Friday, December 27, 2019

How to make a Fully Posable Art Doll

Hello Everyone, this is Cinnamon again. I hope that everyone had a nice and eventful holiday. Today I am going to show you how I create dolls with dangling limbs that are super posable. Dolls with limbs that move freely can be a dream to pose for photographs. 

  • Skewers
  • Scissors
  • Creative Paperclay®
  • Newspaper
  • Masking tape
  • Sand paper
  • Wool
  • Acrylic paint
  • Sealer, Varnish

Start with a ball of paper & tape it onto a wooden skewer.

Wrap it with clay to form the head.

When the clay drys, glue the head to the skewer with Aleene's tacky glue.

Take wire and wrap it around the skewer, cut off excess skewer at the bottom if necessary.

Be sure to make loops at the shoulder and bottom of pelvis for attaching limbs.

With wire, form 8 ovals and keep open in the middle. Hook one oval into each loop on the armature and then interlock another oval into that one.

Once loops are in place, tape the center closed.

Bulk up armature & limbs with tape, paper, foil, etc., leave joints loose for movement in the piece.

Wrap armature and limbs with clay leaving the joints free to dangle as done in the previous step, this is crucial.

At this stage where the limbs and head has dried, I begin to work on the face. Work in layers as you would do with anything else, sculpting and allowing it to dry before sanding the piece down for smoothness.  When you are satisfied with the face, paint the piece wit acrylics and seal to prevent from chipping.

Here I just glued some lambswool onto the dolls head with the Aleene's tacky glue.

Above are just a few photos of my posable doll. I hope you all have fun making these as I did!

Thank you all once again for stopping by, and I hope that you enjoyed today's tutorial! You can find Creative Paperclay® at the following retailers Creative Paperclay® Online Store, Michael'sAmazon, Joann's.

See more of my work at and be sure to catch updates on my Instagram page

Thursday, December 12, 2019

Paddy O'Malley the Christmas Mouse

It's Second Friday and time for another tutorial.  Sharing some tips and tricks.  

Paddy O'Malley the Christmas Mouse is ready to make an appearance this Christmas.  He loves to help out with the decorations.  

Creative Paperclay®
Paper Mache' box or wood box for drum
Acrylics paints
assorted paint brushes
basic clay tools  
small ornaments
18 gauge wire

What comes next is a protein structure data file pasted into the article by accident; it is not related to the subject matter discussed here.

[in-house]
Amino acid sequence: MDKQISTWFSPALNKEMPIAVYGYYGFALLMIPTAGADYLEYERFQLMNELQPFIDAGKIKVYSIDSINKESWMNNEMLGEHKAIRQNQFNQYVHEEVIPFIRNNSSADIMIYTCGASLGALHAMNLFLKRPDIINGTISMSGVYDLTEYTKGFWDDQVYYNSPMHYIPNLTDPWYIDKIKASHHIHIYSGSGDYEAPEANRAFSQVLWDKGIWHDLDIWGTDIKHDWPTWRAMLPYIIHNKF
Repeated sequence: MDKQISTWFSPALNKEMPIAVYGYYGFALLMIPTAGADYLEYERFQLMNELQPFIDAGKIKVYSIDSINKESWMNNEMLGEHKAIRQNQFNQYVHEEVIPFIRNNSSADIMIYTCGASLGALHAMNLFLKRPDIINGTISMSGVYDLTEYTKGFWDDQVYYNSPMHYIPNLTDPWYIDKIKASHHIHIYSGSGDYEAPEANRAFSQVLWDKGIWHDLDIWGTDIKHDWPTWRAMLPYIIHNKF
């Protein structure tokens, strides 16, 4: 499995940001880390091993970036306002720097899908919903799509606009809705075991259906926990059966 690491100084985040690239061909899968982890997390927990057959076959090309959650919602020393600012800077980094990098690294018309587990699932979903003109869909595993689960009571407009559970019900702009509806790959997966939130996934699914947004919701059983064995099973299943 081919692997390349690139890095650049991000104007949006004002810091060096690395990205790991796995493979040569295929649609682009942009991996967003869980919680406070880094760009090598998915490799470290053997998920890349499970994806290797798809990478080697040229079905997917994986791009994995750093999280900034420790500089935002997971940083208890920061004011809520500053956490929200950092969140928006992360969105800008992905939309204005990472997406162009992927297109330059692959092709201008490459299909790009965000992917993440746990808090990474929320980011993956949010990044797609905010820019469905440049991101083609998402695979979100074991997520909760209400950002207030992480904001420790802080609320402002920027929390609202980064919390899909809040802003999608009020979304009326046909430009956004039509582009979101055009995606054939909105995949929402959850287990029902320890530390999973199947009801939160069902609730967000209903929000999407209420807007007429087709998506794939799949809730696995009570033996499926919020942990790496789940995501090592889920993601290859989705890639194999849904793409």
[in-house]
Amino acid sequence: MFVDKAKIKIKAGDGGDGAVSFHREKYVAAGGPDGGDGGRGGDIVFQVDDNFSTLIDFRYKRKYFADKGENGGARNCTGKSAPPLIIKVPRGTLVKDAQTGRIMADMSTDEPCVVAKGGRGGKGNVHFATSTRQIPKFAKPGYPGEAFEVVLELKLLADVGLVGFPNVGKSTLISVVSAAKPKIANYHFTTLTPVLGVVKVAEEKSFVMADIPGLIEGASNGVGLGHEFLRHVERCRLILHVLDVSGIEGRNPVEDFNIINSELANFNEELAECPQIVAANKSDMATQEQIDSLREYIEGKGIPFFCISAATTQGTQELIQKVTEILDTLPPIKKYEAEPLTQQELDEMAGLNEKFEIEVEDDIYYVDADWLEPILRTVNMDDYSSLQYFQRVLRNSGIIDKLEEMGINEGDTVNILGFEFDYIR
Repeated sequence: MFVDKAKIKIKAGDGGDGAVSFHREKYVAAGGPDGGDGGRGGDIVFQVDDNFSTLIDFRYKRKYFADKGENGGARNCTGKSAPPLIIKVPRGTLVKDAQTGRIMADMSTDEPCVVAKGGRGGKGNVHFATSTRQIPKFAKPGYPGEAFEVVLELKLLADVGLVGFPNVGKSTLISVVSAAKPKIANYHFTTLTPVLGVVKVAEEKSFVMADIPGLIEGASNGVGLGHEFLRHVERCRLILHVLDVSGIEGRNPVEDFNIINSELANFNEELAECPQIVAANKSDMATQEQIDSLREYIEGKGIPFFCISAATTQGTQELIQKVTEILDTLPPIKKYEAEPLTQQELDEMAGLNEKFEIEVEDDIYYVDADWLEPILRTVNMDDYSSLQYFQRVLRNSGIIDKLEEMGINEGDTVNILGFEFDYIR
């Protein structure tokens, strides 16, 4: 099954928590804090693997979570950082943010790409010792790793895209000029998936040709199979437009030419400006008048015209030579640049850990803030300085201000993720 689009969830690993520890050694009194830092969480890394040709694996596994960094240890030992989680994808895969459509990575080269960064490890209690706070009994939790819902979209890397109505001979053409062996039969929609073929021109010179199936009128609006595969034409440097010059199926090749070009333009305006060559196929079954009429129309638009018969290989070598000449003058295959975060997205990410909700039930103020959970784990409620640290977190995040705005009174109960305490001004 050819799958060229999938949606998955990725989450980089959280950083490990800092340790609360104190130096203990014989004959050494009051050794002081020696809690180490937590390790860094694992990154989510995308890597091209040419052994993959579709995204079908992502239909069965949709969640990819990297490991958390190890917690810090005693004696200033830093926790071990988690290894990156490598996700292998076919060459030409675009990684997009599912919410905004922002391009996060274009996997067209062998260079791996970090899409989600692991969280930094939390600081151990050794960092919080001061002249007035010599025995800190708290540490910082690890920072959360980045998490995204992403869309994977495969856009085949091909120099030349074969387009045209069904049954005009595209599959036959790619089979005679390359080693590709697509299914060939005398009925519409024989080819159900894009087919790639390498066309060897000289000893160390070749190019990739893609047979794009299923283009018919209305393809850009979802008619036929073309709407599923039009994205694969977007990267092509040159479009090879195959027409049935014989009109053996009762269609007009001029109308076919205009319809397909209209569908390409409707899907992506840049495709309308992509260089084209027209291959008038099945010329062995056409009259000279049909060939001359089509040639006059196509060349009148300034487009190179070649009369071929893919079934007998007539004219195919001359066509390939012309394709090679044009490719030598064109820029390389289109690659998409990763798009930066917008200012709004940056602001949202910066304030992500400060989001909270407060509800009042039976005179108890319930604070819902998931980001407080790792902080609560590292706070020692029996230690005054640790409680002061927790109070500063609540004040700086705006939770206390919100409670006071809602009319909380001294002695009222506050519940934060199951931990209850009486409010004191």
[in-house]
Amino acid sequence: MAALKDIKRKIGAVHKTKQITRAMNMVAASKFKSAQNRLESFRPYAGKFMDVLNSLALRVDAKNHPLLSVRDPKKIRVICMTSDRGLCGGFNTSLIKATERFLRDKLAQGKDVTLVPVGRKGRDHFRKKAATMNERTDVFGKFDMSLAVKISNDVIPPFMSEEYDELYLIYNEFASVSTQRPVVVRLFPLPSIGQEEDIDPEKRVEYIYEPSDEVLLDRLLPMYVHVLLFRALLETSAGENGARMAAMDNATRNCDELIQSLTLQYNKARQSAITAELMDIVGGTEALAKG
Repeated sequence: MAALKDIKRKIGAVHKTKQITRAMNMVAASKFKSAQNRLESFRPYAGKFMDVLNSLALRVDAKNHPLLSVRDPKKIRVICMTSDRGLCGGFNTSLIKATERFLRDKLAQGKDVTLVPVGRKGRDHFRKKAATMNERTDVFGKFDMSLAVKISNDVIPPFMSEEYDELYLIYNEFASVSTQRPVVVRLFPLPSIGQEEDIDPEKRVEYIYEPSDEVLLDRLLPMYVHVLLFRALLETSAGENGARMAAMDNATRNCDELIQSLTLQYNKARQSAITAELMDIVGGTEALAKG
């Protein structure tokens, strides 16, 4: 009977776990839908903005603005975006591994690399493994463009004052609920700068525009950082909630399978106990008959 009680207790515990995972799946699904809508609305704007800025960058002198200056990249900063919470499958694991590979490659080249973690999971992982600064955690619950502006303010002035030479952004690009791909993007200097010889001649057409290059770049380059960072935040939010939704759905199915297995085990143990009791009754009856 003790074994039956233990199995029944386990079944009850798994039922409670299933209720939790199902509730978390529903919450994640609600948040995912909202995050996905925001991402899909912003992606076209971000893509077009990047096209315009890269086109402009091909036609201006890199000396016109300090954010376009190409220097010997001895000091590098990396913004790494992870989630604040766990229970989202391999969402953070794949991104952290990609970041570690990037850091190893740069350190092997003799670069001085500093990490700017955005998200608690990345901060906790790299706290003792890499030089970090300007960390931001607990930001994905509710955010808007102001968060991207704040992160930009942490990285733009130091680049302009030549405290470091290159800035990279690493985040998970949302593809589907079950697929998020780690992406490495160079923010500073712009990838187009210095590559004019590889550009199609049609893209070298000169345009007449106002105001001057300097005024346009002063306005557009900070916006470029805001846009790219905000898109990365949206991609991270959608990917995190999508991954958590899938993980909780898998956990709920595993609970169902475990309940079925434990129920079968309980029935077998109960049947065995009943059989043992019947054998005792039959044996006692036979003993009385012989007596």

tin foil
masking tape
small wooden skewers 
small bowl of water
2" and 4" foam ball
fine grit sandpaper

Follow this link for a video of the sculpting process and well as the still pictures below with text.  

I started by painting the box to look like a drum and decided where I wanted the mouse to stand and poked a couple of holes in the top to secure the legs.  The larger ball is the body, with 2 wooded skewers as the legs.  

18 gauge wire passed through the body where you would imagine shoulders to be.  Another skewer placed where the neck would be and the smaller foam ball placed on top as the head.  Adjust to where you like it.  

I work on the body and head separately in the beginning.   Here I have covered the body in  Creative Paperclay® and while it drys I'm working on the eye sockets of the head.  just pressing a ball tool in the foam or use your thumbs.  

making small loops for ears and pressing them into the foam.  Kinda Mickey Mouse ears.   Cover with masking tape and then clay.  

I cover foam with masking tape because there is less cracking of the clay as it dries.  I find the foam absorbs the moisture quickly and causes the clay to have more cracks, thus more repair work to do.  

Start adding clay to the bottom of the skewer and add little fun toes.  

Roll out some clay and start to construct a santa like coat.  I made three separate pieces.  One across the back and one for the right and left side of the jacket front.  At the bottom I used a straight tool to add texture.  Making is look like fur lining.  

While the jacket dries I move on the the head.  This takes some time and everyone will have a different look.  Just have fun with it.  

Adding that tin foil to the arm wire.  This adds strength and gives the clay something to hang on to.  Pose the arms the way you like.  I knew I wanted him holding the garland, so I made sure I had the arms arranged in a way that it looked natural.  

Cover the arms with clay, add texture and seams.  

Finally he will need a nice fur collar.  So add a snake of clay to circle the neck area and add the texture.  

Add a hat if you want. I created a tin foil hat and covered int he same fashion as the jacket adding the fur around the base.  

And you're done!   Let him dry before sanding and painting.  Spruce up the drum by adding your design.  

I hope you enjoyed this tutorial.  You can see other things I create by visiting my various social media sites and my Etsy store and website.  If you have questions you can always shoot me an email.